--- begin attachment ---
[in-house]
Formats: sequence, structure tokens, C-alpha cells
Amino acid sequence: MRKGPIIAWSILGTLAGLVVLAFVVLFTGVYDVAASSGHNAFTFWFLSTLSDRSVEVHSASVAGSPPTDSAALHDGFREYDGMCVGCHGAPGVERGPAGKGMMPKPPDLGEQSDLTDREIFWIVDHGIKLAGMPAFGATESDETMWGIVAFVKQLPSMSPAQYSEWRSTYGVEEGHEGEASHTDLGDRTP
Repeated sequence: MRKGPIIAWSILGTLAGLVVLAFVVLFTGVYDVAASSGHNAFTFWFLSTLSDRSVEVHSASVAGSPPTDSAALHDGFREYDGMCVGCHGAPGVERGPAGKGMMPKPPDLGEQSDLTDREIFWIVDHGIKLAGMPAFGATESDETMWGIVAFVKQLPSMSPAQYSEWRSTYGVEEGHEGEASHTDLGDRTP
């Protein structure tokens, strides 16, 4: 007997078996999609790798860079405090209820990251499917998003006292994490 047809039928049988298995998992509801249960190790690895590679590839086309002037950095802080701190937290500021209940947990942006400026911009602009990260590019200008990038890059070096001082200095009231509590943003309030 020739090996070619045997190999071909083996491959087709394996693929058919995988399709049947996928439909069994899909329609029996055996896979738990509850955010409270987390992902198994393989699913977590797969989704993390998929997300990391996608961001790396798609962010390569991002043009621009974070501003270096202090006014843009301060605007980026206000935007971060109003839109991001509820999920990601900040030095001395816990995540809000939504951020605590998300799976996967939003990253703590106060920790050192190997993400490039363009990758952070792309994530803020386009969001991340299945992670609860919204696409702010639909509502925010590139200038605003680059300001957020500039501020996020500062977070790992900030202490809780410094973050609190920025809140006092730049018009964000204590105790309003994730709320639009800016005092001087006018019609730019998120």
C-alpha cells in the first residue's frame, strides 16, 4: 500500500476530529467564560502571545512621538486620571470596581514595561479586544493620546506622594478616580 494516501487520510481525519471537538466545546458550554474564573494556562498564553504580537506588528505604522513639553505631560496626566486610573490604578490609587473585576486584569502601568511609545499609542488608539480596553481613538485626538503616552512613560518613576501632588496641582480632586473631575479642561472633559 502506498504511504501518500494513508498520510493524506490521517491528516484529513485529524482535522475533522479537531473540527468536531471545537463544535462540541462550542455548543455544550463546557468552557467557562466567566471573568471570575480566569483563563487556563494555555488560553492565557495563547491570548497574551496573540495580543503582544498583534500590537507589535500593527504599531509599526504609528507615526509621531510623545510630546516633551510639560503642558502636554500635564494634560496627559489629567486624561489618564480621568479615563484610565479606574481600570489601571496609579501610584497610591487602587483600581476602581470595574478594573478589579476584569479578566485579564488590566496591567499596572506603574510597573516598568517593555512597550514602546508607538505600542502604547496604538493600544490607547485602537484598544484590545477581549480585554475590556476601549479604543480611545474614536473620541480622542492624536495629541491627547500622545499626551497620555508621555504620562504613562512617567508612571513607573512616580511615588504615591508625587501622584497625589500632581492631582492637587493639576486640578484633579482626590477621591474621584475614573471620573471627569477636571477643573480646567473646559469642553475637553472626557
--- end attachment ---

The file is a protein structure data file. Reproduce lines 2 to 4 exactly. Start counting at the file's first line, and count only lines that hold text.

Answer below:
Formats: sequence, structure tokens, C-alpha cells
Amino acid sequence: MRKGPIIAWSILGTLAGLVVLAFVVLFTGVYDVAASSGHNAFTFWFLSTLSDRSVEVHSASVAGSPPTDSAALHDGFREYDGMCVGCHGAPGVERGPAGKGMMPKPPDLGEQSDLTDREIFWIVDHGIKLAGMPAFGATESDETMWGIVAFVKQLPSMSPAQYSEWRSTYGVEEGHEGEASHTDLGDRTP
Repeated sequence: MRKGPIIAWSILGTLAGLVVLAFVVLFTGVYDVAASSGHNAFTFWFLSTLSDRSVEVHSASVAGSPPTDSAALHDGFREYDGMCVGCHGAPGVERGPAGKGMMPKPPDLGEQSDLTDREIFWIVDHGIKLAGMPAFGATESDETMWGIVAFVKQLPSMSPAQYSEWRSTYGVEEGHEGEASHTDLGDRTP